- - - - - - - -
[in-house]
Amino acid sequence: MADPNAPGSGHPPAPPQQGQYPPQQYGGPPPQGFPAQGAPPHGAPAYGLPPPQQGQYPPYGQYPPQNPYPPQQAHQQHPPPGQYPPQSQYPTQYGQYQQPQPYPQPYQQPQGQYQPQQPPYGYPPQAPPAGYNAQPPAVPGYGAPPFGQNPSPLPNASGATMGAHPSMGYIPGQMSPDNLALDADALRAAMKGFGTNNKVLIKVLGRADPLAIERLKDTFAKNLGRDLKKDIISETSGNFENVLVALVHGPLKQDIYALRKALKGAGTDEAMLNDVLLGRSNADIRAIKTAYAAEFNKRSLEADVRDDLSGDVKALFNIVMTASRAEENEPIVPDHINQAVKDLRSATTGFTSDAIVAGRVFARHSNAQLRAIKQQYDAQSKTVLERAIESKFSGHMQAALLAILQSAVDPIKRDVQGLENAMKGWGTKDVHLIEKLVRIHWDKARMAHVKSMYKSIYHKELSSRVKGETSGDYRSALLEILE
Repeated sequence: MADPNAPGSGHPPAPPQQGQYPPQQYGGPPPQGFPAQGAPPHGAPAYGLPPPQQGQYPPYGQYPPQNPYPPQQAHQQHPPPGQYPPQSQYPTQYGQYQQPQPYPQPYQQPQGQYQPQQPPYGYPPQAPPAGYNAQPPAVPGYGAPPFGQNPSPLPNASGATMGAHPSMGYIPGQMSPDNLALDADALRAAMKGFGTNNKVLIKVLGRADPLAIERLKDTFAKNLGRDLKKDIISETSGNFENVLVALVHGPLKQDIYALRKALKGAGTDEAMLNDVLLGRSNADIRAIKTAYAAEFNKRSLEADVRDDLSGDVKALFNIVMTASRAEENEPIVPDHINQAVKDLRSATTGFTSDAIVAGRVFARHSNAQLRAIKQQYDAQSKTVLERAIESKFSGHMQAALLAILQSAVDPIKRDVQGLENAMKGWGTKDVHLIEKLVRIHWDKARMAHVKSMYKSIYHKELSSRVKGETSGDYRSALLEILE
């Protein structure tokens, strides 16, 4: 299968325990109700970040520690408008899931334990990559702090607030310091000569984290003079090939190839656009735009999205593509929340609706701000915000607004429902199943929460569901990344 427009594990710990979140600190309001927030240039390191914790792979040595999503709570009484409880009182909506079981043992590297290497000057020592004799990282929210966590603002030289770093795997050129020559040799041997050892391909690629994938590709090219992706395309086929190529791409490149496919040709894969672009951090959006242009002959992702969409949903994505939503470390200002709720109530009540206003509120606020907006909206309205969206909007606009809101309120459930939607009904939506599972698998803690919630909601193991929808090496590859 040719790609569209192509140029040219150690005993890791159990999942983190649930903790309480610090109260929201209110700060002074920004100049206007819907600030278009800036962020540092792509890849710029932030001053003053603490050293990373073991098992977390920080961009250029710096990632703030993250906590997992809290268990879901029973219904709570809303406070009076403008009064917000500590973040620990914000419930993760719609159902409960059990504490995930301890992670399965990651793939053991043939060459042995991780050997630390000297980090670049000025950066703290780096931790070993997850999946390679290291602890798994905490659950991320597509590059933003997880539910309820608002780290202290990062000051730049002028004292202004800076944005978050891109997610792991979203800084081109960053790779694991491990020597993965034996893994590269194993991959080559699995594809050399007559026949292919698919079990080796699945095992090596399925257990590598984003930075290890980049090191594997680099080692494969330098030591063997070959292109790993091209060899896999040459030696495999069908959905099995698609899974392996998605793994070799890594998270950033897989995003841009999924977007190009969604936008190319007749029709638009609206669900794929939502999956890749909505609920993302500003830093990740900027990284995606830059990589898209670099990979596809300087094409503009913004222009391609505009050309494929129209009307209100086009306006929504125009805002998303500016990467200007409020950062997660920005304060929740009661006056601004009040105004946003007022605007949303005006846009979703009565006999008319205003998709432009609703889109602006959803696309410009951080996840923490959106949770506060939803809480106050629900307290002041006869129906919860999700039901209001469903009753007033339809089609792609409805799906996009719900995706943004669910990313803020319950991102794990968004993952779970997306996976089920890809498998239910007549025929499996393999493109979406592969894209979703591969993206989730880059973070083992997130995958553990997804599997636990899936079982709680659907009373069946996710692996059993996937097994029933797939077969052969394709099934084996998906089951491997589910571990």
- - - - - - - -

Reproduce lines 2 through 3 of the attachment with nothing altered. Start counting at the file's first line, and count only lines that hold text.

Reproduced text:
Amino acid sequence: MADPNAPGSGHPPAPPQQGQYPPQQYGGPPPQGFPAQGAPPHGAPAYGLPPPQQGQYPPYGQYPPQNPYPPQQAHQQHPPPGQYPPQSQYPTQYGQYQQPQPYPQPYQQPQGQYQPQQPPYGYPPQAPPAGYNAQPPAVPGYGAPPFGQNPSPLPNASGATMGAHPSMGYIPGQMSPDNLALDADALRAAMKGFGTNNKVLIKVLGRADPLAIERLKDTFAKNLGRDLKKDIISETSGNFENVLVALVHGPLKQDIYALRKALKGAGTDEAMLNDVLLGRSNADIRAIKTAYAAEFNKRSLEADVRDDLSGDVKALFNIVMTASRAEENEPIVPDHINQAVKDLRSATTGFTSDAIVAGRVFARHSNAQLRAIKQQYDAQSKTVLERAIESKFSGHMQAALLAILQSAVDPIKRDVQGLENAMKGWGTKDVHLIEKLVRIHWDKARMAHVKSMYKSIYHKELSSRVKGETSGDYRSALLEILE
Repeated sequence: MADPNAPGSGHPPAPPQQGQYPPQQYGGPPPQGFPAQGAPPHGAPAYGLPPPQQGQYPPYGQYPPQNPYPPQQAHQQHPPPGQYPPQSQYPTQYGQYQQPQPYPQPYQQPQGQYQPQQPPYGYPPQAPPAGYNAQPPAVPGYGAPPFGQNPSPLPNASGATMGAHPSMGYIPGQMSPDNLALDADALRAAMKGFGTNNKVLIKVLGRADPLAIERLKDTFAKNLGRDLKKDIISETSGNFENVLVALVHGPLKQDIYALRKALKGAGTDEAMLNDVLLGRSNADIRAIKTAYAAEFNKRSLEADVRDDLSGDVKALFNIVMTASRAEENEPIVPDHINQAVKDLRSATTGFTSDAIVAGRVFARHSNAQLRAIKQQYDAQSKTVLERAIESKFSGHMQAALLAILQSAVDPIKRDVQGLENAMKGWGTKDVHLIEKLVRIHWDKARMAHVKSMYKSIYHKELSSRVKGETSGDYRSALLEILE